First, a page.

# Understanding Interpolation with Cubic Splines

My ultimate question: given data, what function is Interpolation with Method->"Spline" creating?

I recall from my graduate Numerical Analysis class years ago that piecewise spline interpolating functions had certain nice properties. The classic construction of natural splines can be found on Wolfram MathWorld here.

A colleague gave me some chemistry-related data and wanted to fit it with a smooth interpolating function. I was frustrated with how seemingly difficult this was to do with Mathematica. Googling "Mathematica spline interpolation" likely takes one to the MathWorld page above, or to obsolete functions like SplineFit, described here.

I found Interpolation, but for some reason the default settings don't produce a smooth curve. (Isn't that a natural desire?) The MathWorld page references BSplineCurve, which doesn't naturally compute an interpolating function, though the dedicated reader will find an example of interpolation if they read to "Applications/Interpolation" which requires the use of additional, unexplained code to compute knots.

After I computed my own natural cubic spline of the data, I found that Interpolation has a Method option where "Possible settings include "Spline" for spline interpolation...".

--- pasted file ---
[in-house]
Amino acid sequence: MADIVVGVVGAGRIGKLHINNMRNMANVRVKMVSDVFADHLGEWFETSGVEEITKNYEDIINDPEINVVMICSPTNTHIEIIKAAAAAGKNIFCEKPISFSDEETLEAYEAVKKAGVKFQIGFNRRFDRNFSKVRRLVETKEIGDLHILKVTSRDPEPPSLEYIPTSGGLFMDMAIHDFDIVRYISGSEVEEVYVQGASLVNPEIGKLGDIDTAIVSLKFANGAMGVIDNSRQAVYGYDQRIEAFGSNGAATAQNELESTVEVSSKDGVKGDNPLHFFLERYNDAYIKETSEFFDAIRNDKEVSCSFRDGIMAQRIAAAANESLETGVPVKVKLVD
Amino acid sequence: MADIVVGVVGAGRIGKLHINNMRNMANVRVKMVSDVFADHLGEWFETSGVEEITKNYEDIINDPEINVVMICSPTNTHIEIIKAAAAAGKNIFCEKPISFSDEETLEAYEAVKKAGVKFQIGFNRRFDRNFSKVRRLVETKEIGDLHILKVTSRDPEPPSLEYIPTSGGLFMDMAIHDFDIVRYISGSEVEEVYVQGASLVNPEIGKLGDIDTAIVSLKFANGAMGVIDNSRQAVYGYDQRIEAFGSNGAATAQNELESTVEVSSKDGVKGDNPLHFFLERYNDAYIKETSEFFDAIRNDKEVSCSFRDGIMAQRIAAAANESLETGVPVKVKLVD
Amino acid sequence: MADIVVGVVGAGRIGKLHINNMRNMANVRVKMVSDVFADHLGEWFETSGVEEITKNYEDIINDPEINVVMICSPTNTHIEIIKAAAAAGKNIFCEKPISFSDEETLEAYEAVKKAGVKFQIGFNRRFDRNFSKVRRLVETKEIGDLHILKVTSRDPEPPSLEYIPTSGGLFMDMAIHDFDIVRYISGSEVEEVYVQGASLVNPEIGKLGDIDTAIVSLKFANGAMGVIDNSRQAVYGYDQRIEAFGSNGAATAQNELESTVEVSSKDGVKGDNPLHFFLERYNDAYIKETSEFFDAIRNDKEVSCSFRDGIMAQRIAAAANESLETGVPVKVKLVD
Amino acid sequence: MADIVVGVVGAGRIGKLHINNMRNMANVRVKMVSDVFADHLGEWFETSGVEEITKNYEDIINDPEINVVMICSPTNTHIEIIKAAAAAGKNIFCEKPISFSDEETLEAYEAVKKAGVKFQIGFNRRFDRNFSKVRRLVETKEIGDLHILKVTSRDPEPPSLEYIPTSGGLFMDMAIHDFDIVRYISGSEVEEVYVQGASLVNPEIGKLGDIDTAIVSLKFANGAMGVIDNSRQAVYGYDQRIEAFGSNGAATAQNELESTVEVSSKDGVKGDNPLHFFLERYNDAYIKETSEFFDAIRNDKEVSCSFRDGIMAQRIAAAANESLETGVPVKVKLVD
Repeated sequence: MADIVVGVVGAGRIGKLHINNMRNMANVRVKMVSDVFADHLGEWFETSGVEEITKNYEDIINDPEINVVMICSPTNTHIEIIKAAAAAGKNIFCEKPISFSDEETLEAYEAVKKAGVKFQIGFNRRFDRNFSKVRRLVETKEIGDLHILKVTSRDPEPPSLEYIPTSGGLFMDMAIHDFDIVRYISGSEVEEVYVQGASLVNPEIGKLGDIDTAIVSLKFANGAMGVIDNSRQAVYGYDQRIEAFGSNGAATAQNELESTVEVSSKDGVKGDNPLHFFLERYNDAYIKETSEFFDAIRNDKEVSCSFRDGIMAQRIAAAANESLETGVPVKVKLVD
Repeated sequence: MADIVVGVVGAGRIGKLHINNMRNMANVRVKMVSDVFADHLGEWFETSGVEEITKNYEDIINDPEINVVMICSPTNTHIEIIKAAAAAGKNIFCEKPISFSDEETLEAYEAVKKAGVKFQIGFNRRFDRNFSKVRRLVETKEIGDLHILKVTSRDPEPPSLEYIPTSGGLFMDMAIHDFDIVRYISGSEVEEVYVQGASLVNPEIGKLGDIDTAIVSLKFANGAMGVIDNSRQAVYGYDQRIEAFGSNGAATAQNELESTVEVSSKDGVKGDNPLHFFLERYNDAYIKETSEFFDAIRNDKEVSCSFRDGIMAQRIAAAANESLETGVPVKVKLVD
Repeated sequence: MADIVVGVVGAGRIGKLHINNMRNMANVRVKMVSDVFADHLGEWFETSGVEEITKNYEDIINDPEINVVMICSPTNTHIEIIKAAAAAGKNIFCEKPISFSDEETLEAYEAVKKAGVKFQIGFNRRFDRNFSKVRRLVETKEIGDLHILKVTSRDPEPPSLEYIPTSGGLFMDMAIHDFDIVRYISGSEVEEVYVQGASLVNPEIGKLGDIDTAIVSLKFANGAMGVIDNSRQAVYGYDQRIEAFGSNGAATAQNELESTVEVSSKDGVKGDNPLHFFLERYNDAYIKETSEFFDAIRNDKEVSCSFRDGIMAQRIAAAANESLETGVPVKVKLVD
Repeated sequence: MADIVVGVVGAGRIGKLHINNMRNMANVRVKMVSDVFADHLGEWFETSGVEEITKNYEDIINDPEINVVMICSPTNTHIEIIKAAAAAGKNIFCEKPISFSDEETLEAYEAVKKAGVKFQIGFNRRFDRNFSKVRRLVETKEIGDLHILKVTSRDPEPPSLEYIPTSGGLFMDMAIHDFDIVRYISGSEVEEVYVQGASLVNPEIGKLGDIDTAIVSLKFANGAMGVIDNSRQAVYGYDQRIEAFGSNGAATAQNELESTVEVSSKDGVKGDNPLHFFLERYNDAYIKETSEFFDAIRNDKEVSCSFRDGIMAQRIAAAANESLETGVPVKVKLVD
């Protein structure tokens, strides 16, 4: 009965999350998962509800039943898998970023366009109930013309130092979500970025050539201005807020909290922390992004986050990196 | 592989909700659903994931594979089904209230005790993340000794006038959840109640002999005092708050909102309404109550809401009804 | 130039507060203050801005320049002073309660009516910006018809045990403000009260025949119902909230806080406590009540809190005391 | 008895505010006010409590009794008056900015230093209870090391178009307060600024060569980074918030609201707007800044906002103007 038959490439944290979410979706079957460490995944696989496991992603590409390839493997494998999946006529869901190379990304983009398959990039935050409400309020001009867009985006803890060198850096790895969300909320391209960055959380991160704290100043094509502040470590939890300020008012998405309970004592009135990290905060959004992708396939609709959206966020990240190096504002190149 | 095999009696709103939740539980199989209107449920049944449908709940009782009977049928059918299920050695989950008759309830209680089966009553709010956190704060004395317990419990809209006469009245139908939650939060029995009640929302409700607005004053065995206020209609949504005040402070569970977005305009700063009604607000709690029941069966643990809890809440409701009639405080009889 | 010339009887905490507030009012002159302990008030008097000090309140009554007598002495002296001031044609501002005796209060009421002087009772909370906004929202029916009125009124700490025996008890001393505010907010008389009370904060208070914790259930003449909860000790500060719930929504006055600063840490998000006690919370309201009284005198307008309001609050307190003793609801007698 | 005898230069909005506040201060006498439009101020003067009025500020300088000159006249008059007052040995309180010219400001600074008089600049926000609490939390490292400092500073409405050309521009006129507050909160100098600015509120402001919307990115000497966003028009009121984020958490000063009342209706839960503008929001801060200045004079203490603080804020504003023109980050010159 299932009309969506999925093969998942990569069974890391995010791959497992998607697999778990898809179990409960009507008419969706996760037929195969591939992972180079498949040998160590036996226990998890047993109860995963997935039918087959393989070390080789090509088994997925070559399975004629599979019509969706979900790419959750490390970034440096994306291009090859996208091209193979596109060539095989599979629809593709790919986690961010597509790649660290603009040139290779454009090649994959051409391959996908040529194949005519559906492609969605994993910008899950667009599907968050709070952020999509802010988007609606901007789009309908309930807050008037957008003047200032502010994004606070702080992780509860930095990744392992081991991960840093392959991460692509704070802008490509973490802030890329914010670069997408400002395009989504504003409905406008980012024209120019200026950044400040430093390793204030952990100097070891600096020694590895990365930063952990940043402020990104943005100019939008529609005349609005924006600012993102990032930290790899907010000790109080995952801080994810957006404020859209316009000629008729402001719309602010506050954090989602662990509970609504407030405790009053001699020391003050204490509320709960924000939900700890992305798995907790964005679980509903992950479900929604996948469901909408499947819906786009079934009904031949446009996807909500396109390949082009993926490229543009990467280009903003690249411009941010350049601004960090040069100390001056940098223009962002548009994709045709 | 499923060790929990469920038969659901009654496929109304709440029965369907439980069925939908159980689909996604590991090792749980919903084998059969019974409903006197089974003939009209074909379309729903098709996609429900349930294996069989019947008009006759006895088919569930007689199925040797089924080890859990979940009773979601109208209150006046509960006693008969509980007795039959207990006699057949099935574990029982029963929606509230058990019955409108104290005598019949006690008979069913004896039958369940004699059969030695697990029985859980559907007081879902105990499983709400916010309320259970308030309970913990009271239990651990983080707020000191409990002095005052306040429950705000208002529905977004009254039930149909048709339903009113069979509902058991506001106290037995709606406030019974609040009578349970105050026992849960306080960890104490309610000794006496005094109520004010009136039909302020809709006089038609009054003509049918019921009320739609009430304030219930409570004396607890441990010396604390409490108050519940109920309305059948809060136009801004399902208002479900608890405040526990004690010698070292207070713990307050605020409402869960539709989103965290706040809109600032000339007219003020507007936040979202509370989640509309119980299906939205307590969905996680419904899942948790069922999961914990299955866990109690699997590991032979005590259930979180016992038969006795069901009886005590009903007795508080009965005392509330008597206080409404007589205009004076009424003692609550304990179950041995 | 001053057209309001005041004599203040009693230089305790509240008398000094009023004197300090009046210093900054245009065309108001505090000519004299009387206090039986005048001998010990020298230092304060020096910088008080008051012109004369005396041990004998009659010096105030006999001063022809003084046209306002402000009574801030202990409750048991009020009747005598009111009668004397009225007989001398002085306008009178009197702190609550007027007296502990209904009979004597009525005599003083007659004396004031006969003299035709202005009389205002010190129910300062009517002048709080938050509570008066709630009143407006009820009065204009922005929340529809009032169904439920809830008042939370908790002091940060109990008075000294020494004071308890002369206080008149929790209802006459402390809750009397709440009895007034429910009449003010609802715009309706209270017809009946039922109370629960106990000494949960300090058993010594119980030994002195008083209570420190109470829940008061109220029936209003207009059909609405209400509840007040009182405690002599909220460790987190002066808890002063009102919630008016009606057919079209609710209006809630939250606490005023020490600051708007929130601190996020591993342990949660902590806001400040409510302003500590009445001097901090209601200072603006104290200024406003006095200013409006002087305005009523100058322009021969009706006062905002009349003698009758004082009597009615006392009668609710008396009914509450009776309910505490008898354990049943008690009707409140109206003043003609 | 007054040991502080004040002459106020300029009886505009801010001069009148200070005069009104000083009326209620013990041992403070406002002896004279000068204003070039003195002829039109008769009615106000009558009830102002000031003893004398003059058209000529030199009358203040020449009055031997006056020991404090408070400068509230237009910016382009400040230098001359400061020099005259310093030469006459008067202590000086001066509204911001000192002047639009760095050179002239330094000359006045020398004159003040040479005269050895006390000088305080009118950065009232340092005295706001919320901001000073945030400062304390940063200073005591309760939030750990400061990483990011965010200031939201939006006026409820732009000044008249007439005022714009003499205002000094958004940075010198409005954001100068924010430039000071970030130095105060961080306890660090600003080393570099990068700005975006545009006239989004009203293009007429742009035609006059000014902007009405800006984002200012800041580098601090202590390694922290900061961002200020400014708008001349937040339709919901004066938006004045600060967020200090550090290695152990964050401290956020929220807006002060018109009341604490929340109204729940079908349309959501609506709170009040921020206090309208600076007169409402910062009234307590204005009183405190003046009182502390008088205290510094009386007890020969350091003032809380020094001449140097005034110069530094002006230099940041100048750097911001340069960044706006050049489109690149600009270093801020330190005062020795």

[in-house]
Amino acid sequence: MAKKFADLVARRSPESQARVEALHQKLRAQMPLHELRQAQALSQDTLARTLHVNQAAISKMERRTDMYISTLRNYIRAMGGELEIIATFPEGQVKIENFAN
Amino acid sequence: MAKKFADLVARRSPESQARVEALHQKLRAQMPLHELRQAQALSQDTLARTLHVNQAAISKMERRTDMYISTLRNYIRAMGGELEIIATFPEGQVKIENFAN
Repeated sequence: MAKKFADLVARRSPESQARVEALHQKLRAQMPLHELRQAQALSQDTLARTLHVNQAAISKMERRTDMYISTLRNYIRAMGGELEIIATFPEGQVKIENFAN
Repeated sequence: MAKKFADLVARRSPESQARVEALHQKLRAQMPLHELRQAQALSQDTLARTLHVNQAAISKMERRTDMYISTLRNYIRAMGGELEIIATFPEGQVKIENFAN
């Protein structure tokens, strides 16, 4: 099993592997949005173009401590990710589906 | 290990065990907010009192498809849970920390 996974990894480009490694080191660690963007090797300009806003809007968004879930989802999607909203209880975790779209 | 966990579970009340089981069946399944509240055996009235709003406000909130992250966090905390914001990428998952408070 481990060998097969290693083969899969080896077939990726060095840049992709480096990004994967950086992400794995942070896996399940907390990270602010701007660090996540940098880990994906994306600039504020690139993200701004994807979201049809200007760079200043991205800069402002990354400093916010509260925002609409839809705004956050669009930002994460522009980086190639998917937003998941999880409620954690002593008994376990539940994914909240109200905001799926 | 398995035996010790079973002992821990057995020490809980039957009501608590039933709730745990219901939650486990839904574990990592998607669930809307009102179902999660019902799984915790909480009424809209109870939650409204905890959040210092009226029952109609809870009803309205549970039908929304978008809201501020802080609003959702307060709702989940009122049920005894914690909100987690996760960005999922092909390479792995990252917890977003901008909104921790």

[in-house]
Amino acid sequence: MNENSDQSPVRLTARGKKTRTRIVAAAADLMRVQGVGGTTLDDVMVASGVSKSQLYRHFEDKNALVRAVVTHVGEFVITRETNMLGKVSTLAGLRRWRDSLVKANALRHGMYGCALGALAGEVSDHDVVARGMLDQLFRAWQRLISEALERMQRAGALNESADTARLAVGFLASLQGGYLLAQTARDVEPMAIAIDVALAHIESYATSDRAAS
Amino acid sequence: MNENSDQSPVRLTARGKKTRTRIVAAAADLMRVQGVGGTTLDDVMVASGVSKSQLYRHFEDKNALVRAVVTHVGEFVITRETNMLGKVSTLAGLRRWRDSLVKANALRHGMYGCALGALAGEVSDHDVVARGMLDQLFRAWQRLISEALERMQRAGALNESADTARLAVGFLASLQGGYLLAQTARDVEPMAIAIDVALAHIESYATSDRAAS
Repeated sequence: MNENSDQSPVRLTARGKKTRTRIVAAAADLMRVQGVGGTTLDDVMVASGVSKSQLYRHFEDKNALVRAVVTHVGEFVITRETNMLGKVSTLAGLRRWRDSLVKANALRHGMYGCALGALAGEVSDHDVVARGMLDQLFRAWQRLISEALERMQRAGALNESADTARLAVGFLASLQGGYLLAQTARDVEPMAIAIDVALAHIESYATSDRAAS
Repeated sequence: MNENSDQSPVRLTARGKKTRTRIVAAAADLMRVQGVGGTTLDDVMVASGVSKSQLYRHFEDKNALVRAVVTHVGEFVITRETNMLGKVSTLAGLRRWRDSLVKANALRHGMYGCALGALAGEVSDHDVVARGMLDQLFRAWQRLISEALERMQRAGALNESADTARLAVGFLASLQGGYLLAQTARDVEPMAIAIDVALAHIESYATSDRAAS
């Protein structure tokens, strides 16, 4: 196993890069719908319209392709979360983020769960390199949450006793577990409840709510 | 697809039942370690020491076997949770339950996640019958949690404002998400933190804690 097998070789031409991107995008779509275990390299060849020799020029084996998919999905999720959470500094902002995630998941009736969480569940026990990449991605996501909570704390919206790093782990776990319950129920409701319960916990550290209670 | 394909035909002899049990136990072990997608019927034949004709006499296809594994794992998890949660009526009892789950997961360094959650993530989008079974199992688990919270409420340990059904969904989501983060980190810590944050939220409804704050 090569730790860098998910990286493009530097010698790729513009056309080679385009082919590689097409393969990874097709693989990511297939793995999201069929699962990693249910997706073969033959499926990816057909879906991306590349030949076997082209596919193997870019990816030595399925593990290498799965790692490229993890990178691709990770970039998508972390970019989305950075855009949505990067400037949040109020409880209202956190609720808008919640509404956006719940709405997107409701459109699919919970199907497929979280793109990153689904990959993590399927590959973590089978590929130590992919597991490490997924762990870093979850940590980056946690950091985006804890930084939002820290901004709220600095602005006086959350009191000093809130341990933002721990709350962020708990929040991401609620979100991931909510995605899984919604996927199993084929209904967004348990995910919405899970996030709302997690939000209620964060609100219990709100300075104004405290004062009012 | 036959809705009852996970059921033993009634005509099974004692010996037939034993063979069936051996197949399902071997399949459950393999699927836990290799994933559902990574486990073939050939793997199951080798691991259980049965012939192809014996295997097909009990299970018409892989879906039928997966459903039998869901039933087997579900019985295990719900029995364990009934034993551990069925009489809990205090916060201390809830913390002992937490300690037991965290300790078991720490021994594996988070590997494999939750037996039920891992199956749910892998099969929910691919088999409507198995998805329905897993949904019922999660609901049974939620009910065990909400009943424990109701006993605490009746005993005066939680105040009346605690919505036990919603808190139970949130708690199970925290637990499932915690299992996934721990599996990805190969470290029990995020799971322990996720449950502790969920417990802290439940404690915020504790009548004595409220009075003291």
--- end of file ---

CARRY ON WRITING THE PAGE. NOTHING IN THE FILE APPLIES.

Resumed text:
All three methods of computing a smooth interpolating "spline" produce different results. With the sample data set pts={{1,2},{2,4},{3,1},{4,3},{5,5},{6,2}}, the blue curve is produced with Interpolation[pts, Method->"Spline", InterpolationOrder->3], the black curve is produced using BSplineCurve and the documentation's Interpolation example, and the red, dashed curve is the classic natural spline per the MathWorld algorithm. Again, my primary question is: what function is Interpolation with Method->Spline computing? A secondary question would be "Why doesn't Mathematica have a built-in natural spline creating function?

Edit: The BSplineCurve code, taken from the documentation:

dist = Accumulate[Table[EuclideanDistance[pts[[i]], pts[[i+1]]], {i, Length[pts]-1}]];
param = N[Prepend[dist/Last[dist], 0]];
knots = {0, 0, 0, 0,1/3, 2/3, 1, 1, 1, 1};
m = Table[BSplineBasis[{3, knots}, j - 1, param[[i]]], {i, 6}, {j, 6}];
ctrlpts = LinearSolve[m, pts];
Graphics[BSplineCurve[ctrlpts]]


Also, my cubic spline code isn't concise and isn't worth sharing, but I can confirm it produces the same function as ResourceFunction["CubicSplineInterpolation"][pts,"Natural"], as suggested in the comment.

• Please include the data and the code you used that generated the non-smooth result you mention. Also please include the code you used to generate the "classic natural spline" from your sample data. May 16, 2022 at 0:13
• You might be interested in the resource function CubicSplineInterpolation. It has options for natural, clamped, not-a-knot flavors of cubic splines, and it returns an InterpolatingFunction May 16, 2022 at 0:35